Cornerback Malcolm Butler shook his head, and a wry smile spread across his face.
Cardinals General Manager Steve Keim led the league in high-profile additions at the start of the league year, bringing in five players with Pro Bowls on their résumés.
They are all over 30 years old now, and one by one over the past month, Butler, defensive end J.J. Watt, wide receiver A.J. Green, center Rodney Hudson and kicker Matt Prater were asked in some form or fashion if they could duplicate those past accomplishments.
As Butler answered his query, the motivation was perceptible.
"I'll ball harder this year," the 31-year-old former Super Bowl hero said. "I had my best year at the age of 30. My best year. Age ain't nothing but a number over here."
If the Cardinals can get vintage performances from players like Butler, Watt and Green, their ceiling will rise to Sistine Chapel-like heights, but it's no guarantee with their prime years behind them.
Watt, the three-time NFL Defensive Player of the Year, is 32 years old and has dealt with serious injuries three of the past five seasons. Green, 33, missed all of 2019 and had only 47 catches for 523 yards in 16 games last year.
Butler had a solid statistical season in 2020, but ended up with a soft free agent market, signing with the Cardinals for one year at a reported $3.25 million.
Keim didn't head into free agency with a plan to target 30-somethings, but liked the value each player presented. While the former scout didn't deny that athleticism tends to erode over time, Keim said the aging curve does not affect every player the same.
"You have guys that decline in their late-20s, early 30s, and then you have guys that continue to play at a high level, like Larry Fitzgerald has," Keim said. "The way they take care of their bodies, the way they train in the offseason, the way they eat, all of those things give guys an opportunity to play later in their career."
For Green and Watt, in particular, it is obvious they are reinvigorated by this next chapter in their careers. Both were icons for the Bengals and Texans, respectively, and have arrived on a new team with new surroundings for the first time in a decade.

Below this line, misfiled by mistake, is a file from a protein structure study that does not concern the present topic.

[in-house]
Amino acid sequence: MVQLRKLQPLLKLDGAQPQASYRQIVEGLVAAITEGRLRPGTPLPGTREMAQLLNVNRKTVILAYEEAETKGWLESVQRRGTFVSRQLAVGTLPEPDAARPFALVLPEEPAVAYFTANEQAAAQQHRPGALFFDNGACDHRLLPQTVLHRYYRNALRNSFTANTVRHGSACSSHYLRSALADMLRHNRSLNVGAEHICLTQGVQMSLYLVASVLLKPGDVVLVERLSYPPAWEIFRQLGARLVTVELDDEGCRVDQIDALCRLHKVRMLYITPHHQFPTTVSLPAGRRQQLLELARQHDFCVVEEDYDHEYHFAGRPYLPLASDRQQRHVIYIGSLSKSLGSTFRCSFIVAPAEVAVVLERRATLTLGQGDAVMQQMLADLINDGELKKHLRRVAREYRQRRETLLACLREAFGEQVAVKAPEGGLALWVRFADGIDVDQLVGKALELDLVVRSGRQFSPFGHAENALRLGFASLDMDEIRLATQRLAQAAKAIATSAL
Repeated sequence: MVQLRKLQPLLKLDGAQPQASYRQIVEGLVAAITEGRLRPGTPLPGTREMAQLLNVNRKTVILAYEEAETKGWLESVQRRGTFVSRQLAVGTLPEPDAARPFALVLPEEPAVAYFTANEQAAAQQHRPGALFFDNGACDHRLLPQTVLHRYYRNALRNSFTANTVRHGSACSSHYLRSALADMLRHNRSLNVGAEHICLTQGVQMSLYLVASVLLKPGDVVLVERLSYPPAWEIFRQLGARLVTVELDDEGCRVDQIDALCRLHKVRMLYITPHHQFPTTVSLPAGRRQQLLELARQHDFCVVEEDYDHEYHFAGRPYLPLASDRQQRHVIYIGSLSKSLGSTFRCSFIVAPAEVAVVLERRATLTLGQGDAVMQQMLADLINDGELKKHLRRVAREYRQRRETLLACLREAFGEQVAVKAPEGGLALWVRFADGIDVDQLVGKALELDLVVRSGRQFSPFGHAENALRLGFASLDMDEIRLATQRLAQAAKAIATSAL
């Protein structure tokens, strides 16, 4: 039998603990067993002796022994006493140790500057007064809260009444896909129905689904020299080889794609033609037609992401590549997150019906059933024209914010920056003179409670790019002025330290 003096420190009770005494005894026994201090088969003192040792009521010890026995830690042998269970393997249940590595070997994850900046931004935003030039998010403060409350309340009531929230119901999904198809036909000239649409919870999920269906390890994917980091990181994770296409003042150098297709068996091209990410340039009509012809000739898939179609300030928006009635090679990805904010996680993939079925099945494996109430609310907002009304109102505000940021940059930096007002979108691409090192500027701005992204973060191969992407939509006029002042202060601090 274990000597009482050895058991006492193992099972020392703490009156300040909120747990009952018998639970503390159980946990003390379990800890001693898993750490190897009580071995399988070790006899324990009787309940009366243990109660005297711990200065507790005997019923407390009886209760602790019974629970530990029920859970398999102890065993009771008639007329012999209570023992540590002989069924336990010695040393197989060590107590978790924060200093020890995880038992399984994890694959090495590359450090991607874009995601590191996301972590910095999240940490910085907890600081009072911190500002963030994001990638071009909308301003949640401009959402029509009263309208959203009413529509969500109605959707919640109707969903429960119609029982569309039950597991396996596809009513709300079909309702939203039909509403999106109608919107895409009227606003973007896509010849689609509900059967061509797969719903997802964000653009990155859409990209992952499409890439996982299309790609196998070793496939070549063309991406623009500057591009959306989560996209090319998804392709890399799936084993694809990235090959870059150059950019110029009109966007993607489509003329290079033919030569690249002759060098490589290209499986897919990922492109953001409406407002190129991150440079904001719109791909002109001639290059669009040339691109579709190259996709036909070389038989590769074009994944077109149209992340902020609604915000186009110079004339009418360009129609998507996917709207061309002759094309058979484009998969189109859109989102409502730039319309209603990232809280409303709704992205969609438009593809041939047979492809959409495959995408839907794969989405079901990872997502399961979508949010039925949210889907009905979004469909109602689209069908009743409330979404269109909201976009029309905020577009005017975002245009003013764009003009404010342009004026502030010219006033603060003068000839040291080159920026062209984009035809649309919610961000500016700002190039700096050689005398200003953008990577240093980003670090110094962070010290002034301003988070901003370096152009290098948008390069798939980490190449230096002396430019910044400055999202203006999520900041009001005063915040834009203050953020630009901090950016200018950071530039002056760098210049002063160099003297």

"I think it definitely creates a level of excitement, not only for our fanbase, but for those players, in particular," Keim said. "Guys become a creature of habit, and they're so used to being in one place for so long, that it almost creates a little bit of enthusiasm that maybe they wouldn't have had at another team. I know both A.J. and J.J. are both really excited about this opportunity."
Green said his first day in Tempe felt like a college recruiting visit.
"I felt wanted," Green said. "I'd never been through this process. I didn't know what to expect. Coming here, being greeted, looking at the facilities, it felt unbelievable."
The vibe is optimistic right now, as it always tends to be in the offseason. The proof will come on the field this fall, and the veteran quintet is anxious to back up the talk with action.
"I'm here to dominate," Watt said.
The Cardinals have a talented nucleus returning from a season ago, and the performances of quarterback Kyler Murray, wideout DeAndre Hopkins, outside linebacker Chandler Jones, safety Budda Baker and others will play a vital role in the team's 2021 fortunes.
But if this team can make the leap to true contender status, the high-profile veteran newcomers seem integral to the cause.
"I most definitely think we can make a push," Butler said. "Guys get older and things like that, but if you're doing the right things with your body, you're staying focused, you're committed to the game, you're committed to one goal and that's winning – if everybody as that same mindset, that's what we're going to do."
CB Malcolm Butler officially join the Cardinals on a one-year contract.